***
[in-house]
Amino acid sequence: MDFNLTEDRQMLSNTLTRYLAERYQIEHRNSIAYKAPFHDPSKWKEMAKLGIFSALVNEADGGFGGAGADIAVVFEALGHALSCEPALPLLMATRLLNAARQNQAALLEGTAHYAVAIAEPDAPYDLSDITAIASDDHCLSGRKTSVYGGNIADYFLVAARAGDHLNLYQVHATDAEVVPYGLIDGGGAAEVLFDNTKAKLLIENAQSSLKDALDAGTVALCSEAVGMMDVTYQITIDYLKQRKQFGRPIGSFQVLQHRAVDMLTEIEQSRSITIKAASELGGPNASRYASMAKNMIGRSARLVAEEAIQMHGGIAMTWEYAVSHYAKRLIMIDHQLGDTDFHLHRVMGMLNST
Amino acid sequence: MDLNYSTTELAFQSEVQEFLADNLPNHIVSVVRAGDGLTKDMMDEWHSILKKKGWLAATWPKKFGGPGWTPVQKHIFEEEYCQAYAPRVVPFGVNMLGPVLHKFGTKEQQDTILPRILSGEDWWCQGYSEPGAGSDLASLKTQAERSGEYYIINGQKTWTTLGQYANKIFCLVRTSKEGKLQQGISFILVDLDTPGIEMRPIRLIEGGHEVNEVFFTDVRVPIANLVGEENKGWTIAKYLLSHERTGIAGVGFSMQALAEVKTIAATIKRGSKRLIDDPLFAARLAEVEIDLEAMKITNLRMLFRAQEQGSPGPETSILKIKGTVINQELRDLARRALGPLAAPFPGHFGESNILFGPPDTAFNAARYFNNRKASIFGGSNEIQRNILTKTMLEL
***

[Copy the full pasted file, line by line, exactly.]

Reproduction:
[in-house]
Amino acid sequence: MDFNLTEDRQMLSNTLTRYLAERYQIEHRNSIAYKAPFHDPSKWKEMAKLGIFSALVNEADGGFGGAGADIAVVFEALGHALSCEPALPLLMATRLLNAARQNQAALLEGTAHYAVAIAEPDAPYDLSDITAIASDDHCLSGRKTSVYGGNIADYFLVAARAGDHLNLYQVHATDAEVVPYGLIDGGGAAEVLFDNTKAKLLIENAQSSLKDALDAGTVALCSEAVGMMDVTYQITIDYLKQRKQFGRPIGSFQVLQHRAVDMLTEIEQSRSITIKAASELGGPNASRYASMAKNMIGRSARLVAEEAIQMHGGIAMTWEYAVSHYAKRLIMIDHQLGDTDFHLHRVMGMLNST
Amino acid sequence: MDLNYSTTELAFQSEVQEFLADNLPNHIVSVVRAGDGLTKDMMDEWHSILKKKGWLAATWPKKFGGPGWTPVQKHIFEEEYCQAYAPRVVPFGVNMLGPVLHKFGTKEQQDTILPRILSGEDWWCQGYSEPGAGSDLASLKTQAERSGEYYIINGQKTWTTLGQYANKIFCLVRTSKEGKLQQGISFILVDLDTPGIEMRPIRLIEGGHEVNEVFFTDVRVPIANLVGEENKGWTIAKYLLSHERTGIAGVGFSMQALAEVKTIAATIKRGSKRLIDDPLFAARLAEVEIDLEAMKITNLRMLFRAQEQGSPGPETSILKIKGTVINQELRDLARRALGPLAAPFPGHFGESNILFGPPDTAFNAARYFNNRKASIFGGSNEIQRNILTKTMLEL